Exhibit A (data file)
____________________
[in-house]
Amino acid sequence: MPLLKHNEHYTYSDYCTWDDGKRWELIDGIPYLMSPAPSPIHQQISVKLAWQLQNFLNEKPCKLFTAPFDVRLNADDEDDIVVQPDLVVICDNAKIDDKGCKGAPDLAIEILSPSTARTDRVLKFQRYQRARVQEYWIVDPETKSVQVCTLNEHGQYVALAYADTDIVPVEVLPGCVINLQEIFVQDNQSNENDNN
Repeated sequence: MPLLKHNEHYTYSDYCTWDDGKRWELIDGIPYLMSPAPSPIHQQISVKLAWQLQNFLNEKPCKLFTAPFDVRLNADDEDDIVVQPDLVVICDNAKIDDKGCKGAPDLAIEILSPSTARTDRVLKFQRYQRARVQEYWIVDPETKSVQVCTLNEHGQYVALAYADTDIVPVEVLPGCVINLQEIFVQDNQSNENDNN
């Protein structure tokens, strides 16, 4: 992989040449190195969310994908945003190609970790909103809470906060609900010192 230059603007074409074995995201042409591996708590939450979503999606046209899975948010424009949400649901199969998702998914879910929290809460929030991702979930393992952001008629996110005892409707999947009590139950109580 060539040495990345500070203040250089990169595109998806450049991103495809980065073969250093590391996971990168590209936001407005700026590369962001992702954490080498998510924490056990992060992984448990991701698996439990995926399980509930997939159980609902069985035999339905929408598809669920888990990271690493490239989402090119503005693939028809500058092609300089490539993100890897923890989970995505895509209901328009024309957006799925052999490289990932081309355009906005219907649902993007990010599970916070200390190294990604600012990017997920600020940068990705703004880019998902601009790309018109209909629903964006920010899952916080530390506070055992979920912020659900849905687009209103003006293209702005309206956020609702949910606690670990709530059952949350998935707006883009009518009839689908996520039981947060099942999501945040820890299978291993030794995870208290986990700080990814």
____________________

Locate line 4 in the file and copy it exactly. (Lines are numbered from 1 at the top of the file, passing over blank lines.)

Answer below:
């Protein structure tokens, strides 16, 4: 992989040449190195969310994908945003190609970790909103809470906060609900010192 230059603007074409074995995201042409591996708590939450979503999606046209899975948010424009949400649901199969998702998914879910929290809460929030991702979930393992952001008629996110005892409707999947009590139950109580 060539040495990345500070203040250089990169595109998806450049991103495809980065073969250093590391996971990168590209936001407005700026590369962001992702954490080498998510924490056990992060992984448990991701698996439990995926399980509930997939159980609902069985035999339905929408598809669920888990990271690493490239989402090119503005693939028809500058092609300089490539993100890897923890989970995505895509209901328009024309957006799925052999490289990932081309355009906005219907649902993007990010599970916070200390190294990604600012990017997920600020940068990705703004880019998902601009790309018109209909629903964006920010899952916080530390506070055992979920912020659900849905687009209103003006293209702005309206956020609702949910606690670990709530059952949350998935707006883009009518009839689908996520039981947060099942999501945040820890299978291993030794995870208290986990700080990814």